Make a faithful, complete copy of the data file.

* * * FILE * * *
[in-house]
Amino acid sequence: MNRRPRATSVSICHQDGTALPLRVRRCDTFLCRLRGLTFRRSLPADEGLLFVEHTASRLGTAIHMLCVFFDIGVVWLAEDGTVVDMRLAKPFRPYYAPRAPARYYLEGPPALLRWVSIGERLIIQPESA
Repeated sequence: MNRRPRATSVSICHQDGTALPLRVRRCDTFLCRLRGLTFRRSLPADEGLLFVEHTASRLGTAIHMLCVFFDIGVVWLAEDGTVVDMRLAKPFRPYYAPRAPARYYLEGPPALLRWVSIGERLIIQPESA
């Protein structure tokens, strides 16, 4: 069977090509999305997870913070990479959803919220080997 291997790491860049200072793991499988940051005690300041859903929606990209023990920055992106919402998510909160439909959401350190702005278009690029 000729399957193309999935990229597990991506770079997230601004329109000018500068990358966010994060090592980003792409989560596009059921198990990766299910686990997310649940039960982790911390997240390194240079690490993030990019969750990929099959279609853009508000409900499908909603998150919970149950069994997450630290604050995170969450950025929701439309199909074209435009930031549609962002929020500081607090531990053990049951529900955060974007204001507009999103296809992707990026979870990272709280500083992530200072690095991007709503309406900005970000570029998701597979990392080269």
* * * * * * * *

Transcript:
[in-house]
Amino acid sequence: MNRRPRATSVSICHQDGTALPLRVRRCDTFLCRLRGLTFRRSLPADEGLLFVEHTASRLGTAIHMLCVFFDIGVVWLAEDGTVVDMRLAKPFRPYYAPRAPARYYLEGPPALLRWVSIGERLIIQPESA
Repeated sequence: MNRRPRATSVSICHQDGTALPLRVRRCDTFLCRLRGLTFRRSLPADEGLLFVEHTASRLGTAIHMLCVFFDIGVVWLAEDGTVVDMRLAKPFRPYYAPRAPARYYLEGPPALLRWVSIGERLIIQPESA
């Protein structure tokens, strides 16, 4: 069977090509999305997870913070990479959803919220080997 291997790491860049200072793991499988940051005690300041859903929606990209023990920055992106919402998510909160439909959401350190702005278009690029 000729399957193309999935990229597990991506770079997230601004329109000018500068990358966010994060090592980003792409989560596009059921198990990766299910686990997310649940039960982790911390997240390194240079690490993030990019969750990929099959279609853009508000409900499908909603998150919970149950069994997450630290604050995170969450950025929701439309199909074209435009930031549609962002929020500081607090531990053990049951529900955060974007204001507009999103296809992707990026979870990272709280500083992530200072690095991007709503309406900005970000570029998701597979990392080269």